Resident Expert: My First Year in Medicine

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Interns reflect on their first year in emergency medicine.

If becoming an attending is the physician equivalent of adulthood, then intern year is the coming-of-age. When Emergency Physicians Monthly asked interns about their first year of training, they described a year full of firsts. First resuscitations, first saves, first losses, and first realizations of the complicated maze of emergency care. They also shared initial insights into what kind of emergency physicians they would become, what aspects of EM they enjoyed more than they expected to, and what they found  most challenging.

The most universal theme, however, was not what they did or how they did it, but with whom by their side. Residency typically means leaving family, both relatives and a medical school ‘family’—none of whom may grasp the challenges, rigorous pace, and emotional toll of residency better than fellow classmates.. The interns we spoke with emphasized how the camaraderie and support of each other and faculty carried them through a year of so many firsts.


Some had a long journey before they even began intern year. “You have to develop new relationships, change your wardrobe according the temperature, discover new places for coffee/food, and immerse yourself in the culture,” said Jerry Tavornwattana, who traveled over 1,000 miles from Detroit to Jacksonville, Florida for his internship. Kennen Lee moved from Michigan to Texas.  “I was married shortly before moving, so my wife has been a huge reason why the transition has been so smooth,” he said.

Forging Bonds
Interns described their initial orientation month as an opportunity to focus on creating a bond with their class. Brittany Philpot said her group nicknamed the first month “friendship month” because it did a great job of setting them up to be friends, with a wilderness race, frequent barbeques, and a weekly get together. “We are the most cohesive group our residency has had so far,” she said.

“Our first month included a light clinical schedule that gave us time to have lunch all together and really become a cohesive group,” added Jeffrey Brown.


While some began residency already knowing people from medical school,  others started from scratch. Aaron Deeds came from out of town and didn’t have fellow classmates he already knew, so he was happy that they were  “really open with each other” and some even lived in the same apartment complex. 

Brown described how physical proximity lent itself to strengthening professional bonds. “The ED layout allowed us to have a lot of discussion while we worked. There is a central ‘donut,’ and we are all sitting together in the same place with two attendings present at all times with three to six residents. We could observe their inter-professional management with consultants and listen to them receiving transfer calls. During slower periods, we all talked about life outside the ED.”

For Philpot, starting a family of her own during intern year was met with overwhelming support. “I had no idea how much my attendings would care about me both personally and professionally,” she said. “When I was pregnant, they were genuinely excited for me.” Several of the female attendings took her under their wing, giving her hand-me-down baby items and making sure she had access to a pumping room and time to pump during her shifts.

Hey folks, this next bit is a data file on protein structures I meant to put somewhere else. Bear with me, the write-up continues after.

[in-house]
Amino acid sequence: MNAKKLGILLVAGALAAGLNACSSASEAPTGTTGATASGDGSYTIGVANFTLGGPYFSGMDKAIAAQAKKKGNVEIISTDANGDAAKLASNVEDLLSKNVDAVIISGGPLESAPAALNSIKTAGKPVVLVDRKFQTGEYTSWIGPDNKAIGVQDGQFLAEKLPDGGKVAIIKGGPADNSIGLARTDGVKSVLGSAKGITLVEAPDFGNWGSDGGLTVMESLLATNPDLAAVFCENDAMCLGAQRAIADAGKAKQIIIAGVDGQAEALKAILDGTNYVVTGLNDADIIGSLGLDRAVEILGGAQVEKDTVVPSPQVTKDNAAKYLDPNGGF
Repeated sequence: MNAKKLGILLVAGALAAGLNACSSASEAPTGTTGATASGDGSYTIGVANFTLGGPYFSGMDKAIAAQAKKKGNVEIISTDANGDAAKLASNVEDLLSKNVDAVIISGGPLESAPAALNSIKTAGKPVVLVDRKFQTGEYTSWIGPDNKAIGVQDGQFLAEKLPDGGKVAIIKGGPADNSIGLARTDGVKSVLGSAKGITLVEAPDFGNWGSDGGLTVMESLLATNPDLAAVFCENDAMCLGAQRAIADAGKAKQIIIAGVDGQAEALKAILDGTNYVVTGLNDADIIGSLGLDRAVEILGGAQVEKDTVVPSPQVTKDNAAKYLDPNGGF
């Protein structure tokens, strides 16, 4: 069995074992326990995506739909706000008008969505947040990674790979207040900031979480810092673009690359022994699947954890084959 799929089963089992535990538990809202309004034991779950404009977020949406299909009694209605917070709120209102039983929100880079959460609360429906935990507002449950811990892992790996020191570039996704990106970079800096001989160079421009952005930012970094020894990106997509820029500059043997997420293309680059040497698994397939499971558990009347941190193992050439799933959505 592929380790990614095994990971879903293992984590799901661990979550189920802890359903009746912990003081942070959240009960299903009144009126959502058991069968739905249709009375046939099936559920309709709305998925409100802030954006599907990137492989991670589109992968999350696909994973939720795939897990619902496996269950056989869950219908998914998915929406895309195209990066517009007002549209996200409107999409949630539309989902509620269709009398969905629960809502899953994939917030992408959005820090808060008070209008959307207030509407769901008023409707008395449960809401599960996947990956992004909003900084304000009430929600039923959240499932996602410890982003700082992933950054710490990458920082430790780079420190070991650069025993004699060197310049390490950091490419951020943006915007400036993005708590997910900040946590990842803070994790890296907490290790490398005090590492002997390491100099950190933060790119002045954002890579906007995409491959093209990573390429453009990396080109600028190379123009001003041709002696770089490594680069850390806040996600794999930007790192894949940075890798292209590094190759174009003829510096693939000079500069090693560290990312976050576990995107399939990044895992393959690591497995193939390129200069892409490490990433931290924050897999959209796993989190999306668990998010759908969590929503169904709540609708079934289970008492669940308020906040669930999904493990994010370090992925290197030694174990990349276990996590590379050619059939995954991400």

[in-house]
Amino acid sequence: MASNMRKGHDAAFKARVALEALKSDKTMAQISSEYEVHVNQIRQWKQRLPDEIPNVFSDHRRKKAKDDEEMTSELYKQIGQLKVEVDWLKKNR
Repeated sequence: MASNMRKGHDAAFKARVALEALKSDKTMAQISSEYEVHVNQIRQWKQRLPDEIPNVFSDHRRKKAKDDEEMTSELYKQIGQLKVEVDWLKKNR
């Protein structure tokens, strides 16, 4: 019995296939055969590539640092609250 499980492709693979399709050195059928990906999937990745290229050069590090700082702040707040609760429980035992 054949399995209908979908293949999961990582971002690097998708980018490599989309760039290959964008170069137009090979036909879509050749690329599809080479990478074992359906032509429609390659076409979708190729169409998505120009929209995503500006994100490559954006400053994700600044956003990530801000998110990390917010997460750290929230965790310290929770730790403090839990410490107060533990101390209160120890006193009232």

As the year progressed and responsibilities increased, interns didn’t neglect their class bond. “We decided that whoever is on anesthesia on a given month has to plan a social event,” said Dalton Nelsen. “We had pool parties and ugly sweater parties.”


They also supported each other to make time for family back home. “One of my classmates covered my back up call so that I could travel out of town and see my family,” recalled Deeds. They were also there for each other when classmates needed support for themselves. Nelsen added, “We have helped each other through break-ups, and once one of my classmates even took one of his few days off to take me to the emergency room when I needed to care for myself.”

Interns also had plenty to say about the bonds they developed with their attendings. “They all want to be there and want to teach,” Nelsen said. “They are so smart and have so much to offer. They want to build you up and back you up,” Philpot added.

Nelsen recalls changes noticeable as fast as patients’ condition changes during a single ED visit. “I could see a change in my relationships with attendings even within a month; by the end of the month they trusted you more.”

Lessons Learned
The lessons they will pass on are the ones that stood out from their intern year. For Deeds, learning the variable practice styles was a welcome challenge. “People in a strictly academic setting in a large academic center manage patients differently than how community physicians handle things on their own, and I appreciated seeing the difference.”

Jen Rabjohns was reassured by a work environment where questions were welcomed. “I had a misconception that I had to know a lot already. It felt like a safe environment because I was so comfortable going to my attendings with questions and they were really supportive.”  Kennen Lee echoed a similar sentiment. “I knew there was so much to learn, and I had fear that a lack of knowledge would potentially impact a patient’s care.”

Audiovisual podcasts and online resources were the preferable learning formats for current residents, offering “interaction and feedback lacking from reading textbooks alone,” said Lee.